Installing the new conductor would nearly double the capacity of the original 954-kcmil aluminum conductor, steel-reinforced/aluminum-clad wire (ACSR/AW) conductor from 1050 A to 2000 A continuous; provide a higher maximum operating temperature of 250°C (482°F) compared with 100°C (212°F) previously; sag less than ACSR under maximum loading conditions; and offer excellent self-damping characteristics. Although ACSS/TW conductor was heavier than the original conductor, it was only slightly larger, so the team believed most of the existing structures could be reframed and salvaged, benefiting both the project’s costs and schedule.
However, engineers soon discovered crossarm members had deteriorated on a number of the existing wood H-frame structures and would have to be replaced. This led to the installation of heavier knee braces, conversion of the two outside phases to braced posts as well as the conversion of the inside phase to a V-string configuration.
In 51 cases, engineers determined simply reconfiguring the structures would not be enough. When the line was operated at 250°C, line sag would breach National Electrical Safety Code ground clearance limits. Raising those structures to handle the sag was the best option and engineers decided to employ PhaseRaisers to accomplish it. With PhaseRaisers, the single- or double-pole structure is first externally braced near the base and then the uprights are cut and jacked to the desired new height.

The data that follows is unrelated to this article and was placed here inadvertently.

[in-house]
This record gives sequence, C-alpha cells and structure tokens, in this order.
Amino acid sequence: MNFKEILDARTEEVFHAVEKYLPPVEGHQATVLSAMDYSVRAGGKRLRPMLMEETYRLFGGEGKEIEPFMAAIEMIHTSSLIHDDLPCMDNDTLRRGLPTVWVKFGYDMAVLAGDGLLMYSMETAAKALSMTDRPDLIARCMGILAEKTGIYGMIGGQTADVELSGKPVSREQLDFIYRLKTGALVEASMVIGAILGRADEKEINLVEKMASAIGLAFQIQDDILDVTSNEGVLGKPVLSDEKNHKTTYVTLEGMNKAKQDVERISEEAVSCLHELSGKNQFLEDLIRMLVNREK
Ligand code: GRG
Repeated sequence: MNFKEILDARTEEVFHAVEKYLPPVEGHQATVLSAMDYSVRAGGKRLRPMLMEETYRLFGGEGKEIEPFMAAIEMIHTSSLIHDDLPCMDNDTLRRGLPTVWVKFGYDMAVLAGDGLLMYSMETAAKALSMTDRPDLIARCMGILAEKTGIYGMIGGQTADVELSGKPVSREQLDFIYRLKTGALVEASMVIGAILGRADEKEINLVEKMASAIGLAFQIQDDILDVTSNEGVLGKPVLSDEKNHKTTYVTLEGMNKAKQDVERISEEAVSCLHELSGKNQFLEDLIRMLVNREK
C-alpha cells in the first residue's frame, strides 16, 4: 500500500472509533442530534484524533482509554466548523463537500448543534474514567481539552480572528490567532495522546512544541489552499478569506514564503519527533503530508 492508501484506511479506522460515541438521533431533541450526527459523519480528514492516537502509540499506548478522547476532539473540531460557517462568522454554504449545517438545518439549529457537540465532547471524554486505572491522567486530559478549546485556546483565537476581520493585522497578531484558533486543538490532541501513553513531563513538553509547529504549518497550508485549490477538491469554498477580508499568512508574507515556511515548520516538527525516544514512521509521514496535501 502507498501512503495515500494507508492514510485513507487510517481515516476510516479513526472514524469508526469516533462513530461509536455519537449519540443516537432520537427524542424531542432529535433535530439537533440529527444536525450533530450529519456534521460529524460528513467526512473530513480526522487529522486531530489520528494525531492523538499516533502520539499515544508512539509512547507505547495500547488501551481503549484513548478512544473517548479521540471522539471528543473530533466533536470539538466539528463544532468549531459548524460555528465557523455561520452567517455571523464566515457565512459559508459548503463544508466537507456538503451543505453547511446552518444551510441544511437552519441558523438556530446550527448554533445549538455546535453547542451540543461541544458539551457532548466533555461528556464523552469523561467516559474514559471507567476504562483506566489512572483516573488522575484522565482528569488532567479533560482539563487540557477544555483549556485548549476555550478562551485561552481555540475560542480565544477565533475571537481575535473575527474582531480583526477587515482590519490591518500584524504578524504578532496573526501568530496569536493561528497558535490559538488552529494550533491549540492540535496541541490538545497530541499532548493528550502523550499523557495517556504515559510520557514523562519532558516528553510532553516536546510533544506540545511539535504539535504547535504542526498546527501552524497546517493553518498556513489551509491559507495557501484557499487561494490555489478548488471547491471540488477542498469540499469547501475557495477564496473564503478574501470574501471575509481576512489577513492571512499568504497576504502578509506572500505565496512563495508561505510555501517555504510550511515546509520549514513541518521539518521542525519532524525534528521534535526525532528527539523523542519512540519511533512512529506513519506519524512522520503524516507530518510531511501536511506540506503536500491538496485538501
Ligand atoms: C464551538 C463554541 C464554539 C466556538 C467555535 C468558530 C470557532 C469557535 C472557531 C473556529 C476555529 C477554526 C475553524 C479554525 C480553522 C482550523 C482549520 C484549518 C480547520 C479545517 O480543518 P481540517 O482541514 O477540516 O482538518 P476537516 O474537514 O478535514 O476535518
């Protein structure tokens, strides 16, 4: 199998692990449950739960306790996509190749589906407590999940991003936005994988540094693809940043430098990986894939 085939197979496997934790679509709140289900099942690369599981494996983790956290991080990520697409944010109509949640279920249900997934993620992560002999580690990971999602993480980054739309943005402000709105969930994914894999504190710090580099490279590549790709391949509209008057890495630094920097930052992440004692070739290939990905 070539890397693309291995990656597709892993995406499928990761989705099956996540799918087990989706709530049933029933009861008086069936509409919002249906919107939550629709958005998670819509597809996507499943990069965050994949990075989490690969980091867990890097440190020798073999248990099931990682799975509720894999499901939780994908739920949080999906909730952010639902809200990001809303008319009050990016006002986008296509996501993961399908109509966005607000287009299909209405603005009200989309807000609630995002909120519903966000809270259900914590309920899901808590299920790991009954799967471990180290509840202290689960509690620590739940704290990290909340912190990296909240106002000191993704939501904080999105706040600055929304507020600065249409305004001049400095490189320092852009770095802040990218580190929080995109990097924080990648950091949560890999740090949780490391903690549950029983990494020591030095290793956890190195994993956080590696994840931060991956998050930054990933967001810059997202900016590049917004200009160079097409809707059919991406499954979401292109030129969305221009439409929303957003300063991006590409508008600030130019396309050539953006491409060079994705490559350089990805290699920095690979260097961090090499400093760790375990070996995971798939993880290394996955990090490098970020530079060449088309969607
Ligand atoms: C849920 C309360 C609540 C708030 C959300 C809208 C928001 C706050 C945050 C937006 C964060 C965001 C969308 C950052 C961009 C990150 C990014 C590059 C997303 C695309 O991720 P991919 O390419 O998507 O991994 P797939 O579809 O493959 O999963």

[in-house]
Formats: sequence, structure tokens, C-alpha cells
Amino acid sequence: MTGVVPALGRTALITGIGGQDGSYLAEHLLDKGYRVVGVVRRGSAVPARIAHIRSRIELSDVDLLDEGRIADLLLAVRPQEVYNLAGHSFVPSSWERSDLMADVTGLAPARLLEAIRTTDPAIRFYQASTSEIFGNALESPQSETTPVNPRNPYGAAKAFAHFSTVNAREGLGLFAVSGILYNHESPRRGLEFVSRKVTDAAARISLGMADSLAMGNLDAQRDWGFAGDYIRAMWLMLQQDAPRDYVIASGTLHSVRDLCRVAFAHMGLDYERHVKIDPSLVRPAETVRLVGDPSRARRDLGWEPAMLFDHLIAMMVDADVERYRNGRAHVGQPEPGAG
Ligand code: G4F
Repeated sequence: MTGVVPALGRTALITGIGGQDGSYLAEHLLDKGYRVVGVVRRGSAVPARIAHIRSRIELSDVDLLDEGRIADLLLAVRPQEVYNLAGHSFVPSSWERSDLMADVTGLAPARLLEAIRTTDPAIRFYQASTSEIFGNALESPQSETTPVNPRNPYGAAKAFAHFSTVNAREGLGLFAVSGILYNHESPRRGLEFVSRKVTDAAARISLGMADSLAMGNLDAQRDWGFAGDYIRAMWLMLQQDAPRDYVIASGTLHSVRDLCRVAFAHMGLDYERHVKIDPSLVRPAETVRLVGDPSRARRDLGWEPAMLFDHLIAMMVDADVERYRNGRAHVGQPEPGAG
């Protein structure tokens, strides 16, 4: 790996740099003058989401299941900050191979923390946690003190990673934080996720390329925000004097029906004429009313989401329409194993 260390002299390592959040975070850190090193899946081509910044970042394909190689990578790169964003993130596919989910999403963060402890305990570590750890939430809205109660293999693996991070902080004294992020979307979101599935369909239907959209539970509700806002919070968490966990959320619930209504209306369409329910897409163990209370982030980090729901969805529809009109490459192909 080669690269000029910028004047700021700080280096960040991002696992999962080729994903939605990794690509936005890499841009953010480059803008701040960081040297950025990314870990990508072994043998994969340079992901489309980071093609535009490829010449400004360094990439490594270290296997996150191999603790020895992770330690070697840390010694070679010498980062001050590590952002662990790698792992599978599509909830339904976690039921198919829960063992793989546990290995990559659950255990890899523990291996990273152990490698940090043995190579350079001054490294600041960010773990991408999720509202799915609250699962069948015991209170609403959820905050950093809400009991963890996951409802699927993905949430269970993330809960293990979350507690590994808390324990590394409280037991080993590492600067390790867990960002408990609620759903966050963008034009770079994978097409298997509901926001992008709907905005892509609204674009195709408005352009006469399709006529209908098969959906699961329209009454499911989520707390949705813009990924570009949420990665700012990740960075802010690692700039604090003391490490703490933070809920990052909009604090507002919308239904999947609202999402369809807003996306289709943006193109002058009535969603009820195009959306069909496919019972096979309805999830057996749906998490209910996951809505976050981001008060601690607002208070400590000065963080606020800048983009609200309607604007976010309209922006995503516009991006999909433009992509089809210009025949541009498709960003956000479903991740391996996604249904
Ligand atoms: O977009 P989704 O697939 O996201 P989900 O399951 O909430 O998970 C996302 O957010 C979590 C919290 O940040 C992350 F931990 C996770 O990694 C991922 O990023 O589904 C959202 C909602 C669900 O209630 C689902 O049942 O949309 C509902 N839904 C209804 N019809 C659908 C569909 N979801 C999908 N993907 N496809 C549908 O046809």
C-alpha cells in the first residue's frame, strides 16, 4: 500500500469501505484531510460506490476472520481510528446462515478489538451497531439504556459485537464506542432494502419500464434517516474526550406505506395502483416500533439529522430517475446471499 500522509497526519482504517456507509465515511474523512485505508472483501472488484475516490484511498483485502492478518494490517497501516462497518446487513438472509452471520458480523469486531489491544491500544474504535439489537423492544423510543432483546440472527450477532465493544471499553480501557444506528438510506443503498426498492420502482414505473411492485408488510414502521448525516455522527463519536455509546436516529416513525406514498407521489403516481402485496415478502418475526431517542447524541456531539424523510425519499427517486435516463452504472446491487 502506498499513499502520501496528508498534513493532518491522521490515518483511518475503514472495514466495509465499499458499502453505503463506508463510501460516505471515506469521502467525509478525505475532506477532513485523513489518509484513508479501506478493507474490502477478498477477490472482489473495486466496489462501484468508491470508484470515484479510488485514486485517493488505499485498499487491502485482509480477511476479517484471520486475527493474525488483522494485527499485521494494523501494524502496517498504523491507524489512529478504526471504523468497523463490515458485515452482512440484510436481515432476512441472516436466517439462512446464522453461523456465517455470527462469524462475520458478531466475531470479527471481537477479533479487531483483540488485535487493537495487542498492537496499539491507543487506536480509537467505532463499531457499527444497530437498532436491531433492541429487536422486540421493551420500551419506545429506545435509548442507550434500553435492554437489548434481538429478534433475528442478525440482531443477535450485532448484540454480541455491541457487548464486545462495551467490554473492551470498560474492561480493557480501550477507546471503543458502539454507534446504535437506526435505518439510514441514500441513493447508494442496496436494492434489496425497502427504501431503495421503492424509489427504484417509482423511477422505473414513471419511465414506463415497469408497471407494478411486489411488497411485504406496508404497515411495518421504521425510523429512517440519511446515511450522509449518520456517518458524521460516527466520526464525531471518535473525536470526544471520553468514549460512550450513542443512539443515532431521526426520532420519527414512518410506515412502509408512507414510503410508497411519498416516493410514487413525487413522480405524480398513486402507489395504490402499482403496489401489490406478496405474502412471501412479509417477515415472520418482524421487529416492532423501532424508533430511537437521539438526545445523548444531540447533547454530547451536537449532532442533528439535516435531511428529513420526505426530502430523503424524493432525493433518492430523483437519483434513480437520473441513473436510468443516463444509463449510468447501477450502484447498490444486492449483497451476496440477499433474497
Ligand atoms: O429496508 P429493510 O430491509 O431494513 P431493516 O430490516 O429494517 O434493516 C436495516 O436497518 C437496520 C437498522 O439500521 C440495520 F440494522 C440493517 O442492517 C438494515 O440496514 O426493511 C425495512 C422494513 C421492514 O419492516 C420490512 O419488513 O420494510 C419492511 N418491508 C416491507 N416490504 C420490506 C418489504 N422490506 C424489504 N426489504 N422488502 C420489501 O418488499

Several lattice structures required reinforcement of the base sections to carry the additional loads. This was accomplished either by change-out of existing members for larger ones or adding additional lattice members.
Fortunately, most of the existing foundations proved adequate for the upgraded line, even where structures were raised or reframed. In a few cases, where engineers deemed the foundation capacity insufficient, they replaced both the structure and the foundation. For example, where wood three-pole deadends were replaced with steel poles, engineers chose drilled-pier foundations with anchor bolts for the base plates.
Overall, engineers replaced 35 existing wood structures with new steel structures and raised eight existing lattice towers to meet National Electrical Safety Code clearance limits. One further complication was the existing towers were double circuit, which required one of the circuits to be removed, placed on temporary poles and re-energized prior to taking an outage on the primary circuit. The primary circuit was floated while the rework on the tower was completed.
Simply Managing Complexity
As anyone familiar with transmission line work knows, this entire process required extraordinary planning, design and construction sequencing. That it went off flawlessly was a result of extraordinary teamwork and the ability to keep it simple. That is, the OUC team had to manage complexity without making things more complicated. Of course, that does not mean it was easy. It took a great team continually communicating and collaborating with each other and with outside parties — and a lot of hard work — to make it happen.
Charles H. Easterling is manager of transmission construction and system maintenance at Orlando Utilities Commission, where he has worked for 25 years. Easterling earned a bachelor’s degree in electrical engineering from Georgia Institute of Technology in 1991 and has been a registered professional engineer since 1999.
Hrishikesh P. Moghe is a project manager in the Houston, Texas, office of Black & Veatch, where he oversees power-delivery projects. Moghe holds a BSCE degree from Mumbai University and a MSCE degree from Louisiana Tech University. He is a registered professional engineer.
Editor’s note: A follow-up article in August will focus on the environmental and permitting aspects of this project.